Shouldn't something be infront of dpkg so the script can use it? like if, read, fi, echo etc, that is what I am confused with.
No. It just runs the command and bins the output. The next line check the return code for the command. If the package is installed $?=0 . Otherwise $?=1.

The later version.
Code:

if ! dpkg -s debdelta > /dev/null 2>&1
then
  echo "Please install debdelta"
  exit 1
fi

does the same thing but compares the result of the command at execution.

k3lt01 11-15-2011 03:42 AM

Ok the adddition is now working, sort of, in the script. One thing is wrong, everytime I run it it still wants to install debdelta which is already installed.

k3lt01 11-15-2011 04:12 AM

I think I know what's going wrong with the debdelta installation, I haven't given any options in the script so it is still going to install debdelta because the script says to. There isn't any conditional to say hey if it isn't installed install it but if it is installed move to the next section.

I'll have to do some more reading, I don't know at the moment how to use the /dev/null to say move to the next section cause you already have debdelta or if I need to modify the next section.

EDIT: Also what's the proper format for indentation? I have been using the tab key.

grail 11-15-2011 04:50 AM

Indentation is a personal thing and tab is fine if you like the look of it :)

As for how to utilise the code simply place install part inside if.

trappa01 11-15-2011 04:52 AM

Don't worry too much about /dev/null for your script. It is only a "bin" device that acts like a black hole. If you run a command but don't want the output clogging up your screen, you send the output to /dev/null. This does not change the result of the command, just the output. The example also adds 2>$1 which says to also send stderr to /dev/null.

k3lt01 11-15-2011 05:21 AM

Thanks guys, I have the debdelta part working perfectly now but the upgrade still isn't working as it should. There is a error at the end but it flashes by and then the terminal closes. Is there a way to create a readable log file from what is on the terminal screen?

My current file looks like this
Code:

#!/bin/bash
# A script to update package lists, creates debs from available deltas
# and upgrades the system without adding anything that is not required or
# removing something that is required.
# Created by me so I could teach myself scripting
# with help from trappa01, grail, and evo2 from LinuxQuestions.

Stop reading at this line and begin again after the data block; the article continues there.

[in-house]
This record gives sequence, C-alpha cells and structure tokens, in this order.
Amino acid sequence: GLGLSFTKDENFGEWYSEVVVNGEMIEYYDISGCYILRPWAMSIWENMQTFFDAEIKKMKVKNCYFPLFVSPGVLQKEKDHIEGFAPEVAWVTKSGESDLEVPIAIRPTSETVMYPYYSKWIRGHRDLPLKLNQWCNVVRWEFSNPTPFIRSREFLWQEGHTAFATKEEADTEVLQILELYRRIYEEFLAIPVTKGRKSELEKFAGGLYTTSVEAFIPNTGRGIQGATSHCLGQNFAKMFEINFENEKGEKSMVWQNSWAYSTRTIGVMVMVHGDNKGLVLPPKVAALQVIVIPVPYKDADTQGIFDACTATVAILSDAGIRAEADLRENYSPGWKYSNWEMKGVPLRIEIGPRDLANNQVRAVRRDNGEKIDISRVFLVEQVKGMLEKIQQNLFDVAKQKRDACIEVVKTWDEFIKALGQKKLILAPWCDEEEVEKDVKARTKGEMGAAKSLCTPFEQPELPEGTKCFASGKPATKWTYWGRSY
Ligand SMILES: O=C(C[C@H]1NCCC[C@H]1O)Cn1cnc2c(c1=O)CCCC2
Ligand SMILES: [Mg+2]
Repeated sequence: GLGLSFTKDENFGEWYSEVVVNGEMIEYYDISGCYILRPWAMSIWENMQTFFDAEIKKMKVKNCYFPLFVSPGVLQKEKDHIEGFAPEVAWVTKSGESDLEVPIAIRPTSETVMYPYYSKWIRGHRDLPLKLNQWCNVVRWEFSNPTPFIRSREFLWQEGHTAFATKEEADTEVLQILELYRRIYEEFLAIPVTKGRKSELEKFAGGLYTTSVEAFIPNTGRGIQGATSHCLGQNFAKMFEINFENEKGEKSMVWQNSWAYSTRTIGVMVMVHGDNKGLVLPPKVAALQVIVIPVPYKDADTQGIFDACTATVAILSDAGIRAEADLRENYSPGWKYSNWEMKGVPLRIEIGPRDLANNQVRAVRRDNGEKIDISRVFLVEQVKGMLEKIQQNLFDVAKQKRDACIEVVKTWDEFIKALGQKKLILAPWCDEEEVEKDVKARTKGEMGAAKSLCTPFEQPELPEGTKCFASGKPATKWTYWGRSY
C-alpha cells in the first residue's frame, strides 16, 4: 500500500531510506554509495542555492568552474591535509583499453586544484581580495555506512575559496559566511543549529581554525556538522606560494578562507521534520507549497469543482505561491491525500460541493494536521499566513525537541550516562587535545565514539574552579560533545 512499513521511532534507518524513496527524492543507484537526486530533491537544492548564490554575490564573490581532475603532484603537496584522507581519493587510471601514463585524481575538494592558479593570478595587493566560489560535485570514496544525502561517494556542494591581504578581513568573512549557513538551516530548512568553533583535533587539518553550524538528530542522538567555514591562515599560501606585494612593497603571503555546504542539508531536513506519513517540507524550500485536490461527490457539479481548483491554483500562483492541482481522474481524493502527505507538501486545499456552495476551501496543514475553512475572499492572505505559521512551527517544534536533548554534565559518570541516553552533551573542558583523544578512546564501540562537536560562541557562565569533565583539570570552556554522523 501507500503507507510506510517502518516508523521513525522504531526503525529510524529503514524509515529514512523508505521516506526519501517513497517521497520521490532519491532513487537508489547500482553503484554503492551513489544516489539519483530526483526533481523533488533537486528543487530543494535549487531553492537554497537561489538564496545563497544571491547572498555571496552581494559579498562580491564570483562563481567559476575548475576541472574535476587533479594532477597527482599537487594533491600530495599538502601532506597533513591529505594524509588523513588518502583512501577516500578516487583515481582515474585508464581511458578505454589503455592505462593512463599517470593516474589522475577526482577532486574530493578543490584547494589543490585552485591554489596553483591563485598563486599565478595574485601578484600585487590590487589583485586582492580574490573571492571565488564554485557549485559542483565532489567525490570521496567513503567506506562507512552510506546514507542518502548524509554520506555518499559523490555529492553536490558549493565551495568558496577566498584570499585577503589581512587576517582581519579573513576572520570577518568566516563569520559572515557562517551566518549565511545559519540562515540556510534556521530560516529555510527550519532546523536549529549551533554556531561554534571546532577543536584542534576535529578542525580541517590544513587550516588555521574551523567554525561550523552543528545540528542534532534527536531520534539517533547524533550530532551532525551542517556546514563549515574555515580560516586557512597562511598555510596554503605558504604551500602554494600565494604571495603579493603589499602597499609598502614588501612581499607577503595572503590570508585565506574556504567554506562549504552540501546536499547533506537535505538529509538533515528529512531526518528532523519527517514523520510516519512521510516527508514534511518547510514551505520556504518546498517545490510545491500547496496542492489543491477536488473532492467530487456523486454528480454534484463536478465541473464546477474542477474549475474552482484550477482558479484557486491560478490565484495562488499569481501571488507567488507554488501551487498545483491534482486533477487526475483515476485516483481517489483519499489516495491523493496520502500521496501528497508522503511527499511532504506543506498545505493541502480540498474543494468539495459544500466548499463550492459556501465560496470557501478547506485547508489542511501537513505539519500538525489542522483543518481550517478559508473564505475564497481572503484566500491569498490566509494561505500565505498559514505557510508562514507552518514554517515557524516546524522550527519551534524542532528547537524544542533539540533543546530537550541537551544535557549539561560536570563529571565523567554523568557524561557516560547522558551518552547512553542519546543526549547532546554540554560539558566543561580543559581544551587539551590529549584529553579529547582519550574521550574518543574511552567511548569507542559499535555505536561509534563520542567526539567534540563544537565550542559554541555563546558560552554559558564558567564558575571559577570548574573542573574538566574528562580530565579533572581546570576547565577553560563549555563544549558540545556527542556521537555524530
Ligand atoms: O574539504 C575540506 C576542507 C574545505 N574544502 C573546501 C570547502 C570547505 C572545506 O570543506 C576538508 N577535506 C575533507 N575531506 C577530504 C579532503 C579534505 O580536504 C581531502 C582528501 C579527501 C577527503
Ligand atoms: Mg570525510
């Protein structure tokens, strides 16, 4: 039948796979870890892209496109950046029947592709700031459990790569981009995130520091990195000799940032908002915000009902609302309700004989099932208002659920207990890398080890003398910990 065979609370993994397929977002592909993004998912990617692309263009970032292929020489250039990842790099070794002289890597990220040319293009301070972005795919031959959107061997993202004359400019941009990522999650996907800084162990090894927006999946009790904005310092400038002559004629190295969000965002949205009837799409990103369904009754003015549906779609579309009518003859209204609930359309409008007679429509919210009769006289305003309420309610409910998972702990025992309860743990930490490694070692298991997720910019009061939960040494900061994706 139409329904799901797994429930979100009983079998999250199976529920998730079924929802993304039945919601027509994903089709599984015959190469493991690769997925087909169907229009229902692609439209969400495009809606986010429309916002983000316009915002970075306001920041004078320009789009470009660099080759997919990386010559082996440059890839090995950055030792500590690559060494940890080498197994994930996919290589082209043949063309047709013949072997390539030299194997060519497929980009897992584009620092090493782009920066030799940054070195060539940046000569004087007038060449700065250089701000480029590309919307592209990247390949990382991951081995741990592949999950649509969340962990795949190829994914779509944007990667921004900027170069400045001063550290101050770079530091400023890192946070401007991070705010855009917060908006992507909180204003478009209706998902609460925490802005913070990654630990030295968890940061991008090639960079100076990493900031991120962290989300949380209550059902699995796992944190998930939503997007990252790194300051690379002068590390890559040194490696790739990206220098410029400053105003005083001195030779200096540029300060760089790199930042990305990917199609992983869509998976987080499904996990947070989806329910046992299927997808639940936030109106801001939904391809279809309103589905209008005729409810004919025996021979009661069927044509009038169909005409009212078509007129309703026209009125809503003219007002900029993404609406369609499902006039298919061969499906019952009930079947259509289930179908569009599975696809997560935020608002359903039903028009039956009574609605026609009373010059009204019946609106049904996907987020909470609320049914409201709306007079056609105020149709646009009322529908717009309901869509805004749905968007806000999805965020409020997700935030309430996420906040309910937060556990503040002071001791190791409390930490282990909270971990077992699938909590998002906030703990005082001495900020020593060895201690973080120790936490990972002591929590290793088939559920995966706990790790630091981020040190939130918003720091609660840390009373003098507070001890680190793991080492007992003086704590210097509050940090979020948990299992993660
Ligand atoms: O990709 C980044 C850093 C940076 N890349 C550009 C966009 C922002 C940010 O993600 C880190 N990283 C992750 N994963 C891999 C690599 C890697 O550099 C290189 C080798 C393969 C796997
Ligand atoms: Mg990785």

if ! dpkg-query -l debdelta = i > /dev/null 2>&1
then
        echo "This script requires super-user access to continue."
        echo 'Checking for super-user access...'
        echo
        # Temporarily set sudo timeout to 360 mins
        echo "Defaults passwd_timeout=360" | sudo tee -a /etc/sudoers > /dev/null
        echo -en $WHITE "Access Granted." $GRAY
        echo "starting update/upgrade now"
        sudo aptitude update
        sudo debdelta-upgrade
        sudo aptitude safe-upgrade
        fi
fi
else
        echo "It seems debdelta is not installed."
        read -p echo "This script relies on debdelta being installed /non your system for it to work effectively"
        read -p "Do you wish to install debdelta? (Y/n)"
        if [ "$REPLY" = "n" -o "$REPLY" = "N" ]; then
                echo "closing now"
                sleep 5
                exit 1
        fi
        if [ "$REPLY" = "y" -o "$REPLY" = "Y" ]; then
                echo
                echo "installing debdelta now"
                sudo aptitude update
                sudo aptitude install debdelta
                read -p "debdelta installed. Do you wish to continue? (Y/n)"
                        if [ "$REPLY" = "n" -o "$REPLY" = "N" ]; then
                        echo "closing now"
                        sleep 5
                        exit 1
                fi
                if [ "$REPLY" = "y" -o "$REPLY" = "Y" ]; then
                        echo "starting update/upgrade now"
                        sudo aptitude update
                        sudo debdelta-upgrade
                        sudo aptitude safe-upgrade
                fi
        fi
fi


grail 11-15-2011 05:30 AM

Well, evo pointed out in his first post that you have to look at how many times you open / close your if statements.

Also I cannot understand how you new if statement works?
Code:

if ! dpkg-query -l debdelta = i > /dev/null 2>&1
Remembering that a script just helps you from typing a lot of stuff at the command line, what do you get when you run the following on the command line:
Code:

dpkg-query -l debdelta = i
Because I get errors, which of course are hidden by outputting to /dev/null as pointed out by trappa01